of the maximum achievable spectral efﬁciency as well as the maximum number of possible pairwise communications within such a scenario. We ﬁnally showed the fundamental principle of cognitive radios by proving that such systems always perform better than classical ones (without cognition). As a future work, it is of major interest to generalize the problem to unperfect feedback in order to characterize the sum capacity gain of such cognitive protocols with respect to the proposed scenario.
REFERENCES
[1] Federal Communications Commission, Cognitive Radio Technologies Proceeding (CRTP), http://www.fcc.gov/oet/cognitiveradio/.
[2] T. M. Cover and J. A. Thomas, Elements of Information Thoery, Wiley,
1991.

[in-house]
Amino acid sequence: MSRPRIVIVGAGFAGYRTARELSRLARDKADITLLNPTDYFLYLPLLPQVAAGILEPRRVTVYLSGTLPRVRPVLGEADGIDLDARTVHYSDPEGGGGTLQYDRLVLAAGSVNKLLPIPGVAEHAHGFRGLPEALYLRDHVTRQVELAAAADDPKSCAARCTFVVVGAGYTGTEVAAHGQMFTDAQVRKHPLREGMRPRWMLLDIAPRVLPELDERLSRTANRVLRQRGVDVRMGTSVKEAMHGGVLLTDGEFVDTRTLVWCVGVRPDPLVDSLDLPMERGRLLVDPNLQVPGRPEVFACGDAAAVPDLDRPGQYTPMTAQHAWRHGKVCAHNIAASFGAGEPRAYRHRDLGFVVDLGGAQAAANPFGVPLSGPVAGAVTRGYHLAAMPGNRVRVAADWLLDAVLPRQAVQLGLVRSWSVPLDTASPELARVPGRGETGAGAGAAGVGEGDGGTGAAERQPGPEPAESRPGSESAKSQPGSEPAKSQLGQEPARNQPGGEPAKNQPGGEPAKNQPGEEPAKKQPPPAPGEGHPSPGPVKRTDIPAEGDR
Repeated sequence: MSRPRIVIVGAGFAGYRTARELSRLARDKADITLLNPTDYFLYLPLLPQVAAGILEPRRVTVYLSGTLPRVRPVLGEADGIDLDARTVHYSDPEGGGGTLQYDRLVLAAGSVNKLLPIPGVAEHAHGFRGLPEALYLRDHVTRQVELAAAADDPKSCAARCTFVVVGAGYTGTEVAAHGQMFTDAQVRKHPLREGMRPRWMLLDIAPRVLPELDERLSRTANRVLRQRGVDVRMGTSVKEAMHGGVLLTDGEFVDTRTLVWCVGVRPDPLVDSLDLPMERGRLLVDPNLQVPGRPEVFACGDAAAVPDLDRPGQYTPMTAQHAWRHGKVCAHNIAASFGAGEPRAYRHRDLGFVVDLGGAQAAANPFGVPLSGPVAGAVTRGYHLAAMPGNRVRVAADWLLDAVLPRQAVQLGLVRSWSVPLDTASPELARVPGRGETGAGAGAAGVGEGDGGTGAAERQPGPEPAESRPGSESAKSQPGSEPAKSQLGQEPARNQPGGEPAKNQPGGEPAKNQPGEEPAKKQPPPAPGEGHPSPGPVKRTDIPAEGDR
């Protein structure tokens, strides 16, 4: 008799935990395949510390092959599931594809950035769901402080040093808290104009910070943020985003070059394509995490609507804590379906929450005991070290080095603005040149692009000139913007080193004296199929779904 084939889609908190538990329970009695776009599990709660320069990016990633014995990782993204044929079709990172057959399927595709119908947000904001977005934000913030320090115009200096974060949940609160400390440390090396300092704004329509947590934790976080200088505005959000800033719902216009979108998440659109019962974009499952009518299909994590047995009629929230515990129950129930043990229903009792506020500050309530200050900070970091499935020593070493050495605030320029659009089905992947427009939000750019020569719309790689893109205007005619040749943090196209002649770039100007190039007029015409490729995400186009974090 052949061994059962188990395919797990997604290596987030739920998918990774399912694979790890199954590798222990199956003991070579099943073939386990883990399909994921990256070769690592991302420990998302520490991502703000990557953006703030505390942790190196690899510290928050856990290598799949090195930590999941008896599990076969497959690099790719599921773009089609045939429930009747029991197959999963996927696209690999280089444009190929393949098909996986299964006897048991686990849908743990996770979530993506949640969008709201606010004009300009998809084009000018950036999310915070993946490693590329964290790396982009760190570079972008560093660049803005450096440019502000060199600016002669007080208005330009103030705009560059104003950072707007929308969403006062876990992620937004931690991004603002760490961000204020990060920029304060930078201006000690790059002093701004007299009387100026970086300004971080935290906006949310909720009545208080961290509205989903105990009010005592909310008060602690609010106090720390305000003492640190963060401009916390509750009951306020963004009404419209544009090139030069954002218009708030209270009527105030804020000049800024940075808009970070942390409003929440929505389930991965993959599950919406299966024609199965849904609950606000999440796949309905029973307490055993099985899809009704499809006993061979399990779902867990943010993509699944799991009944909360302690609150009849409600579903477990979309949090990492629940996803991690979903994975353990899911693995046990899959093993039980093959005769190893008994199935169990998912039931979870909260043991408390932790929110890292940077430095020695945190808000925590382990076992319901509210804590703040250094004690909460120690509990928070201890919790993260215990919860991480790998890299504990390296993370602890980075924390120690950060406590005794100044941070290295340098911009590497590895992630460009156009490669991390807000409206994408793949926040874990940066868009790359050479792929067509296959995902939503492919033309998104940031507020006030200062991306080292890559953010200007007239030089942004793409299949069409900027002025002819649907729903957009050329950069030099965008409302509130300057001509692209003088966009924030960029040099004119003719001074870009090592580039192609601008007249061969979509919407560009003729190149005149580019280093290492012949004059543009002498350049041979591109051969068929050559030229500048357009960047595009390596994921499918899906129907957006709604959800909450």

[3] J. Mitola, “Cognitive radio: An integrated agent architecture for software deﬁned radio,” Doctor of Technology, Royal Inst. Technol. (KTH), Stockholm, Sweden, 2000.
[4] S. Haykin, “Cognitive Radio: BrainEmpowered Wireless Communica tions,” IEEE Journal on Selected Area in Communications, vol.23, no 2, pp. 201220, Feb. 2005.
[5]
for Cognitive Radio,” IEEE ISSPA, February 2007, Sharjah, United Arab Emirates. [6] N. Devroye, P. Mitran, and V. Tarokh, “ Achievable Rates in Cognitive Channels”, IEEE Trans. IT, vol. 52, no. 5, pp. 18131827, May 2006. [7] A. Jovicic and P. Viswanath, “Cognitive Radio: An InformationTheoretic Perspective”, submitted to IEEE Transactions on Information Theory,
M. Haddad, M. Debbah and A.M. Hayar, “Distributed Power Allocation
Apr. 2006.
[8] L.H. Ozarow, S. Shamai and A.D. Wyner, “Information theoretic considerations for cellular mobile radio,” IEEE Trans. Veh. Technol., vol.43, no. 5, pp. 359  378, May 1994. [9] Majed. Haddad, Aawatif. Menouni Hayar and Merouane Debbah, “On Achievable Performance of Cognitive Radio Systems,” submitted to IEEE Journal on Selected Areas in Communications Cognitive Radio: Theory and Applications.
Mult mai mult decât documente.
Descoperiți tot ce are Scribd de oferit, inclusiv cărți și cărți audio de la editori majori.
Anulați oricând.